This year’s NFL Super Bowl between the Kansas City Chiefs and Tampa Bay Buccaneers will be produced by CBS with potential footage from 120 video cameras.
That incredible number includes 18 robotic cameras, 32 cameras embedded into endzone pylons, 3 sky cams, and a new “Trolley Cam,” as well as manually operated cams (let’s keep those videographers working!) and 25 super slow motion angles.
The new Trolley Cam will give the view that a spectator might have of the field from the eighth row of the stands. And, a 53-foot “Movie Bird” crane will give a sweeping view of the entire field at Raymond James Stadium in Tampa.
In addition, CBS is using Sony Venice cameras on the field to create a “dramatic cinematographic feel” to the coverage. We’ve seen similar shots in the 2020/2021 NFL season, but this will be the first time the Sony Venice cameras have been used to cover a Super Bowl.
Also contributing to the production of Super Bowl LV are 12 cameras with 4k and 8k capabilities that provide “enhanced replay angles.”
But while there will be some 4k and 8k footage captured at the Super Bowl, the big game will not be broadcast in 4k by CBS. This is disappointing news for 4k and 8k TV owners who may have been looking forward to (and maybe even purchased a TV for) this year’s Super Bowl.
Why is Super Bowl LV not being broadcast in 4k? CBS claims it mainly has to do with Covid-19 and the restrictions social distancing has placed on producing the live event in 4k. But it seems to be more than that, especially considering CBS has never produced an NFL game in 4k.
While boasting an incredible production with 120 cameras, new special effects (see the “Sea and Sand” Super Bowl graphic), and use of 4k and 8k cameras, CBS for some reason is not able to even upscale the live event to 4k.
Upscale you ask? Yes, upscaled. A fully covered live event of this scale and production value is just not possible yet in 4k. However, FOX was able to broadcast a very high quality Super Bowl last year using 4k cameras and all the special angles and replays we expect, as well as multiple games throughout the 2020/2021 season, only produced in 2k and upscaled to 4k.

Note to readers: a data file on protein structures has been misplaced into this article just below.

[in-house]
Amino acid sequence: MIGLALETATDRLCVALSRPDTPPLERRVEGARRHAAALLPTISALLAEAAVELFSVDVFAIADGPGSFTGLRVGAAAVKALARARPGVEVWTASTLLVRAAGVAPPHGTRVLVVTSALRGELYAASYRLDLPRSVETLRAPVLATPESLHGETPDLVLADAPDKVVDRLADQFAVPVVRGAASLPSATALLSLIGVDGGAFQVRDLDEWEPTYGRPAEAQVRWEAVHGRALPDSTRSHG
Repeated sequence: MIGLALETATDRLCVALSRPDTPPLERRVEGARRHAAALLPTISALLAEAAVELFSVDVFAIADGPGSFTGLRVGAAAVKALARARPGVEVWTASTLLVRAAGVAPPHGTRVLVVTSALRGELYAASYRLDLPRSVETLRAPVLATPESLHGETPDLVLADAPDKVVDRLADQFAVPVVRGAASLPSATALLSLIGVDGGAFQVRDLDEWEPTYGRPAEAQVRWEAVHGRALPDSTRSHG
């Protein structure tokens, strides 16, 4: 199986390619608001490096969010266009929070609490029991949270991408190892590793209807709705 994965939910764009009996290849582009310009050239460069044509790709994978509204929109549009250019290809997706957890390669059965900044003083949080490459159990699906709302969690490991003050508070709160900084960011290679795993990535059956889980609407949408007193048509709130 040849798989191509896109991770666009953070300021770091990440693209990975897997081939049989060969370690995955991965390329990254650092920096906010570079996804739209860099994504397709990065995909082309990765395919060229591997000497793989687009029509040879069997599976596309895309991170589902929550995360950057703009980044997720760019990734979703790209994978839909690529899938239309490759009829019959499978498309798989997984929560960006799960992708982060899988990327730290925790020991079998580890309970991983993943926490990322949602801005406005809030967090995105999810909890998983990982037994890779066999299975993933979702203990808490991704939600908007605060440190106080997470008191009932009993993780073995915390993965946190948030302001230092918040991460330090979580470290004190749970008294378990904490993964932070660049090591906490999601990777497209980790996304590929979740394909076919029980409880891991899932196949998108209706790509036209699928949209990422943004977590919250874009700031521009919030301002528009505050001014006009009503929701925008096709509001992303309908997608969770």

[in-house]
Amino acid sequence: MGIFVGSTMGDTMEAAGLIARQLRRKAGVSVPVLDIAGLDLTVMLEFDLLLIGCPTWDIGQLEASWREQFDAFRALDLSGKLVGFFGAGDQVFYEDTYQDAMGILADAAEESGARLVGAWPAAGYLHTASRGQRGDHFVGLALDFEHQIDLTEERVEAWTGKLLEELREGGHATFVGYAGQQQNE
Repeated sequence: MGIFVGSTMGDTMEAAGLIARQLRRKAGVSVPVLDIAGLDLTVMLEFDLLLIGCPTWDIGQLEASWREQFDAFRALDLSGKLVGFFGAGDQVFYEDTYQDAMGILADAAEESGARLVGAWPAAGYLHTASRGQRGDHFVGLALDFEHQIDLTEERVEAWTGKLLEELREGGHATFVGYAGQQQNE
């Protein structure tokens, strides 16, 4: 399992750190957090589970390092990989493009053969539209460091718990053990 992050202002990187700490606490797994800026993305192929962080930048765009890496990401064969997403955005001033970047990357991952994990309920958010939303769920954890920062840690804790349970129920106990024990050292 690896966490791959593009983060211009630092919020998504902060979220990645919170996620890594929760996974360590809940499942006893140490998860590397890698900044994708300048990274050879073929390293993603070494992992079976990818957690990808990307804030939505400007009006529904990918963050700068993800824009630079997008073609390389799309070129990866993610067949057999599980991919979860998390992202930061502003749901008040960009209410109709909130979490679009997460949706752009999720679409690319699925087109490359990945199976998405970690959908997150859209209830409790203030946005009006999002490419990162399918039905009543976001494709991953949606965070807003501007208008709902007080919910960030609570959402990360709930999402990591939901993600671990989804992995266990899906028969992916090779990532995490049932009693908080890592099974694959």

The results, even though upscaled, are stunning. A 4k image, even from an upscaled 2k image, provides a level of sharpness we’ve never seen before on broadcast television. And with the HLG (Hybrid Log Gamma) HDR spec that is available on most HDR TVs, there is a color depth that by far exceeds any non-HDR broadcasts.
A fully native 4k broadcast is possible though, as we have seen other sporting events with limited cameras produce 4k broadcasts that stay 2160p all the way to your TV. The production quality (replays, camera angles, etc.) is just is not as good as a game in HD.
The lack of a 4k Super Bowl doesn’t mean you may as well return your 4k or 8k TV, as both display types are capable of some impressive upscaling (albeit from less than desirable source material from cable and satellite companies, which unfortunately still only deliver 720i/1080i video), and TV settings such as Sports Mode that can display incredible color saturation and refresh rates.
See some of the cameras and angles used for Super Bowl LV below (courtesy CBS).